that are supported by traditional development programs can be
undone. U.S. support should leverage existing private and state
efforts at political reform. Political goals should include
improving citizen representation, enhancing separation of powers,
and promoting equal treatment of all citizens before the law.
Civic education programs and technical
assistance to political parties by the National Endowment for
Democracy, the International Republican Institute, the National
Democratic Institute, and the International Foundation for
Electoral Systems should promote greater member control
(democratization) of political parties--particularly in countries
like Bolivia where the majority indigenous population is
Continued support for judicial reforms
should help to modernize criminal codes, separate prosecutorial and
judicial functions, and establish systematic rules of evidence to
strengthen courts and make them more transparent.
- Improve security
through regional military and law-enforcement cooperation.
To counter today's transnational threats more effectively, the U.S.
should encourage regional partnerships based on day-to-day
military-to-military and civilian-to-civilian cooperation to
promote common standards and protocols. Congress should amend
Section 660 of the Foreign Assistance Act of 1961 to allow targeted
support for training and assisting foreign police to ensure their
inclusion in a broad range of programs from justice reforms to
human rights seminars. U.S. Southern Command and the Department of
Homeland Security should use training opportunities to promote
interoperability of military and law enforcement agencies, while
the Organization of American States should be encouraged to direct
its Commission on Hemispheric Security to develop cooperative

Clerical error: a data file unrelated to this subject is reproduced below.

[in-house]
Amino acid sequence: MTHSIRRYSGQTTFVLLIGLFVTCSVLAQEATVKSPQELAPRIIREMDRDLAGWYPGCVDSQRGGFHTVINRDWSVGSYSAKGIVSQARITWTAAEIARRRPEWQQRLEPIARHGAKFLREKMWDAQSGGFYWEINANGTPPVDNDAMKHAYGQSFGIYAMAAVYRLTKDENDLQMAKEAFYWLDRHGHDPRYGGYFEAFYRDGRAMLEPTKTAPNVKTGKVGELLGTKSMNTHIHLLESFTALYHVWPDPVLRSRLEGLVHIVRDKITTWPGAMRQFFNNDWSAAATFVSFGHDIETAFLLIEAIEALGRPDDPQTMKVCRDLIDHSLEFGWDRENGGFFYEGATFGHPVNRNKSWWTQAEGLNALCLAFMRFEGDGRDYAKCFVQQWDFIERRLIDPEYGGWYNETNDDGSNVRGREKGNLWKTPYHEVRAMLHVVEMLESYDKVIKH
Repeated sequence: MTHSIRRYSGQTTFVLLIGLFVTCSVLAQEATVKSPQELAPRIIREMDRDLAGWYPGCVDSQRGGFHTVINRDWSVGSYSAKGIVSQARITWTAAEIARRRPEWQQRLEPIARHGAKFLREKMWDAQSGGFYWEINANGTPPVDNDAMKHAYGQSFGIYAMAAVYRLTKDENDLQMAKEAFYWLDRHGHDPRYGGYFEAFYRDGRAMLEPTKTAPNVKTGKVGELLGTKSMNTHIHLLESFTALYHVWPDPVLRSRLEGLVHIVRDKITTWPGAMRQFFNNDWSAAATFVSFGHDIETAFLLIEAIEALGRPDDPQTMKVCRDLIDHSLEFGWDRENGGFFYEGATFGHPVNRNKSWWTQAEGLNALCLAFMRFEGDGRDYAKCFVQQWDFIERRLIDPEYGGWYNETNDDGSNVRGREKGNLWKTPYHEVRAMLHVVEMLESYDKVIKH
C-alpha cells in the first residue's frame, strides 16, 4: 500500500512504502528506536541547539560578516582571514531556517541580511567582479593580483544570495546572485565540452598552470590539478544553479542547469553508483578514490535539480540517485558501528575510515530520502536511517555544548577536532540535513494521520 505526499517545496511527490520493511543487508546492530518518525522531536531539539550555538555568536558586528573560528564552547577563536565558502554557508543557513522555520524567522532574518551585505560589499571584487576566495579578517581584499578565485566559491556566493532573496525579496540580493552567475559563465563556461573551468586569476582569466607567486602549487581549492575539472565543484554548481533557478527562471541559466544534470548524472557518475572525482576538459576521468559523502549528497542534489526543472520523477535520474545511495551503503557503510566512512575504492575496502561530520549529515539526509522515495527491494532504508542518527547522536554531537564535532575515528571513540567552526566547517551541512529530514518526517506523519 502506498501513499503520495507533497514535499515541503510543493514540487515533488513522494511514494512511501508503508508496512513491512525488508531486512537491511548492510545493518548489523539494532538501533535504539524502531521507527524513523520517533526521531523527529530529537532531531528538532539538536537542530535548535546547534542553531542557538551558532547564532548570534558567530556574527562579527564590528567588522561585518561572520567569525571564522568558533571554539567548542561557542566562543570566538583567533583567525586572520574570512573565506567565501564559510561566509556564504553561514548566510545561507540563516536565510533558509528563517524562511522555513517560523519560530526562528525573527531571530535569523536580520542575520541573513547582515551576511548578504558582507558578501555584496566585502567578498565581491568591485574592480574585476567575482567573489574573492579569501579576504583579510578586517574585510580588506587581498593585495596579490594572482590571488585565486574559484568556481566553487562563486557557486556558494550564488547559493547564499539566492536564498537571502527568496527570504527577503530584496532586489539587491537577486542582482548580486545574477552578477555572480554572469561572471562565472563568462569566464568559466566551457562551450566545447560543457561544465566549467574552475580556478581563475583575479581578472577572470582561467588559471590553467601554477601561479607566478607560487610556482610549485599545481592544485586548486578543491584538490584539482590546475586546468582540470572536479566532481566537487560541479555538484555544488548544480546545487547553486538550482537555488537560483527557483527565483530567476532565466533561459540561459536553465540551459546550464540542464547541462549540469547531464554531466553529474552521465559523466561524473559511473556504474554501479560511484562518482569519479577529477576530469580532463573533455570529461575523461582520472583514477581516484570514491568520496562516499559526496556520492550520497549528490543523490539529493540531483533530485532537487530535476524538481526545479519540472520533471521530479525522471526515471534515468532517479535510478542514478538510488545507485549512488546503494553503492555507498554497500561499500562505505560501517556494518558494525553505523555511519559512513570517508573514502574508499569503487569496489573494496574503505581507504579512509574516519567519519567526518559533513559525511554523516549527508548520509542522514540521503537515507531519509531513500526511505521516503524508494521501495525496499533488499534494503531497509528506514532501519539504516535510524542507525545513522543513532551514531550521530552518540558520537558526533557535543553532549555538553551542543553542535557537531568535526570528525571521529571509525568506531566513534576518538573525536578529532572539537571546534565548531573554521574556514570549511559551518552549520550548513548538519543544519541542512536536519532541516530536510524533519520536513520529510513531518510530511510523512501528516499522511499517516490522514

protocols to curb emerging threats of transnational crime and
Meanwhile, Congress should continue
support for the Administration's Andean Counternarcotics
Initiative. Over the past two years, drug use has declined in the
United States and, since 2000, coca cultivation in Colombia has
been reduced by about 50 percent. To make the program sustainable over
the long term, the Administration should encourage Colombia to take
greater responsibility for conducting drug crop eradication and
intelligence gathering--tasks that are now performed by U.S.
pressure for reforms in countries where dictatorship and populism
have robbed people's pocketbooks and suppressed popular
Venezuela. As long as President Hugo
Chávez is able to act with impunity, the United States
should insist on international scrutiny by many and varied monitors
to safeguard civil liberties and human rights. U.S. officials
should press consistently for a retreat from populist politics and
markets manipulated by powerful politicians--the curse of many
nations otherwise blessed with abundant natural resources. U.S.
leaders should reduce dependence on Venezuelan petroleum as long as
sales by a state monopoly can be manipulated by the president and